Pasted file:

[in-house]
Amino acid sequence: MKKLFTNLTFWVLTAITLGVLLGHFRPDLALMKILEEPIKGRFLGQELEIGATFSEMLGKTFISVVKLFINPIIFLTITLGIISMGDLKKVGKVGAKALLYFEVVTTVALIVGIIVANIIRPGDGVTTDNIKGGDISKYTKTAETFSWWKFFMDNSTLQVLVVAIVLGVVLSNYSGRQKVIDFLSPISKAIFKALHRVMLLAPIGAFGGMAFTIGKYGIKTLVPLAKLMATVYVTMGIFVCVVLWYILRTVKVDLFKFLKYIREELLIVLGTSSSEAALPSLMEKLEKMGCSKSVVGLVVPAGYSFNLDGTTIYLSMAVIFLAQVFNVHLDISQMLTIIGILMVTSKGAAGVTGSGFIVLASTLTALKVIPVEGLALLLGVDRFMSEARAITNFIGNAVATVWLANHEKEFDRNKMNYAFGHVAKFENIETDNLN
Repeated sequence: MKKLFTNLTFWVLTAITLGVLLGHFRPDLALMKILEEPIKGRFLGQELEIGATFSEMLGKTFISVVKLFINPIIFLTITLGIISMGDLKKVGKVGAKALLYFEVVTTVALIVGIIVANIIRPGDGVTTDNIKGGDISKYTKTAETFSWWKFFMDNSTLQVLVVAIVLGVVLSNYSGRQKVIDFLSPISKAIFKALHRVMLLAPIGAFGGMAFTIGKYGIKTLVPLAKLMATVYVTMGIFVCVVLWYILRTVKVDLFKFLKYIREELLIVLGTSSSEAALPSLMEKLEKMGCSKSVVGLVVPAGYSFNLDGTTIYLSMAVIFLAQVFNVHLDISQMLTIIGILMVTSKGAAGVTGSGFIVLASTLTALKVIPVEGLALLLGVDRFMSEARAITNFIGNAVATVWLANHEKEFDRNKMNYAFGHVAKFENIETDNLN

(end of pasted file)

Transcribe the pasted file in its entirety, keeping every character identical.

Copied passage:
[in-house]
Amino acid sequence: MKKLFTNLTFWVLTAITLGVLLGHFRPDLALMKILEEPIKGRFLGQELEIGATFSEMLGKTFISVVKLFINPIIFLTITLGIISMGDLKKVGKVGAKALLYFEVVTTVALIVGIIVANIIRPGDGVTTDNIKGGDISKYTKTAETFSWWKFFMDNSTLQVLVVAIVLGVVLSNYSGRQKVIDFLSPISKAIFKALHRVMLLAPIGAFGGMAFTIGKYGIKTLVPLAKLMATVYVTMGIFVCVVLWYILRTVKVDLFKFLKYIREELLIVLGTSSSEAALPSLMEKLEKMGCSKSVVGLVVPAGYSFNLDGTTIYLSMAVIFLAQVFNVHLDISQMLTIIGILMVTSKGAAGVTGSGFIVLASTLTALKVIPVEGLALLLGVDRFMSEARAITNFIGNAVATVWLANHEKEFDRNKMNYAFGHVAKFENIETDNLN
Repeated sequence: MKKLFTNLTFWVLTAITLGVLLGHFRPDLALMKILEEPIKGRFLGQELEIGATFSEMLGKTFISVVKLFINPIIFLTITLGIISMGDLKKVGKVGAKALLYFEVVTTVALIVGIIVANIIRPGDGVTTDNIKGGDISKYTKTAETFSWWKFFMDNSTLQVLVVAIVLGVVLSNYSGRQKVIDFLSPISKAIFKALHRVMLLAPIGAFGGMAFTIGKYGIKTLVPLAKLMATVYVTMGIFVCVVLWYILRTVKVDLFKFLKYIREELLIVLGTSSSEAALPSLMEKLEKMGCSKSVVGLVVPAGYSFNLDGTTIYLSMAVIFLAQVFNVHLDISQMLTIIGILMVTSKGAAGVTGSGFIVLASTLTALKVIPVEGLALLLGVDRFMSEARAITNFIGNAVATVWLANHEKEFDRNKMNYAFGHVAKFENIETDNLN